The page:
Francis: As you have told us, the complementarity of faith and reason is wonderfully beneficial. Tell us a bit about yourself and your background that begins to unfold your appreciation of them.


Fr. Ralph Weimann: I am a Catholic priest from Germany. I grew up in a family with many children, I have six brothers and sisters. I was raised in the north of Germany, where we still grew up in a deeply catholic culture, since the Church was present in all parts of life. In my youth, many people still went to Church, but secularization grew ever stronger. Even as a teenager, I noticed that knowledge of the faith was continuously diminishing; people still went to Church, but I got the impression that they were not really convinced, rather, it seemed to be more due to tradition. Joseph Card. Ratzinger together with Pope John Paul II gave me an orientation for my path of faith, and early on I realized that faith is quite reasonable, but needs to be constantly nourished.


Francis: Why did you become a priest? Were there particular experiences that showed you the unique contribution of a ministry that makes present the “person of Christ”?


Fr. Ralph Weimann: The story of each person being called to the priesthood is different. I knew from a young age that the Lord was calling me and felt drawn to Him. This was shown, among other things, in the practice of prayer and the sacraments. Furthermore, I was encouraged on this path through the testimonies of many people, through which my vocation was strengthened.


However, because society was becoming more and more secular and the headwind stronger, I had not told anyone about my decision until I entered the seminary after school and a military career of two years with the German paratroopers.


Then the road was long and hard, but beautiful at the same time. I had the opportunity to study in the US, to work in Mexico, and finally I was able to prepare for the priesthood in Rome and Germany. In 2007, by the grace of God, I became a priest and celebrated my first Mass the following day, as I have done every day since.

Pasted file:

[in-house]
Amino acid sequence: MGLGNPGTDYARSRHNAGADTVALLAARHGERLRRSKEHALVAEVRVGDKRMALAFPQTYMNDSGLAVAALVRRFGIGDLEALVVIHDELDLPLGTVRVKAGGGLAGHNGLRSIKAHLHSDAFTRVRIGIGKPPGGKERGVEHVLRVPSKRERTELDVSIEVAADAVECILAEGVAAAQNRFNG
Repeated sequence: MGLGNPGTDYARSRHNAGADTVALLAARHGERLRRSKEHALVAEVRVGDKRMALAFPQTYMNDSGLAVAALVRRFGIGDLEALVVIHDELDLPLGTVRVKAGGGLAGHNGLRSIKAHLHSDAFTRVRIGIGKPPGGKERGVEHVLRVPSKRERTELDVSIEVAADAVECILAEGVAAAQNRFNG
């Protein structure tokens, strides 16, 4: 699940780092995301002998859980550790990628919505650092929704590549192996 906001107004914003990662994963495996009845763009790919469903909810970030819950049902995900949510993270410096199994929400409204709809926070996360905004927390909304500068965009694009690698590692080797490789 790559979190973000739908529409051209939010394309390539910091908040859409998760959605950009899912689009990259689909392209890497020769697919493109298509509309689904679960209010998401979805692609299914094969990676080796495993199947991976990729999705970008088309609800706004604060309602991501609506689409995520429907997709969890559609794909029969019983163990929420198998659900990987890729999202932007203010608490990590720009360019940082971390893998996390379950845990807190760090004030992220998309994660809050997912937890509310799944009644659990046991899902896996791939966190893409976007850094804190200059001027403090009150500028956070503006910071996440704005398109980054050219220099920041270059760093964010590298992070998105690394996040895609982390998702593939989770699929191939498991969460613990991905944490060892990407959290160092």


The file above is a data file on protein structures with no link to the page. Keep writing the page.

Francis: More generally, what is the situation in your country and what is your response to it?


Fr. Ralph Weimann: In my country (Germany) the situation of the Church and the faith is very difficult. There is presently open talk about a new schism, a breakaway from the universal Church like 500 years ago. There are claims that the reference point for faith is no longer Revelation but the personal circumstances of life. In this way, one adapts to the spirit of the times, while the treasure of faith is hardly known anymore.


This has led to more and more people leaving the Church. However, they have long since ceased to associate anything positive with the faith that they do not really know. The Popes have tried again and again to commit the German bishops to unity with the universal church, but this finds little hearing.


There are small groups of people who stand firm in their faith and who are willing to stand up for the faith. But there is no longer a deeply catholic culture, rather an impressive apparatus of Church functionaries. Major dioceses in Germany have more than 50.000 employees. However, most of them do not identify themselves with the faith of the Church anymore, although they are employed by the Church. It goes so far that there are even professors of theology who deny the resurrection of Jesus Christ but continue to teach and to form future priests and religious education teachers. Thus, tensions within the Church are growing and are now putting the Church to the test.

Our response is to make the treasure of faith that the Lord has entrusted to us accessible to people, through lived example and catechesis, after all, there is nothing more beautiful and more joyful than our faith in Jesus Christ as the only Saviour of mankind. For that reason, I publish articles and books because faith is reasonable and offers orientation and gives support, especially in difficult situations.


Francis: Finally, your country has enacted very pro-life legislation, defending the human being from conception, would you like to comment on this?


Fr. Ralph Weimann: In my country, in Germany, there has been a restrictive policy with regard to experimentation with embryos, as well as with regard to euthanasia. This is related to the history of the Third Reich. In this dark period, the distinction between life worth living and a life unworthy of living was made, based on the terrible ideology of National Socialism. The main problem of this ideology lies in the concept of man. The German government felt obliged to learn from its past so that history would not repeat itself. In the meantime, the pressure from other European states and the European Union, as well as from influential lobbies, has become so powerful that, unfortunately, even this policy guaranteeing inviolable human dignity is being weakened more and more.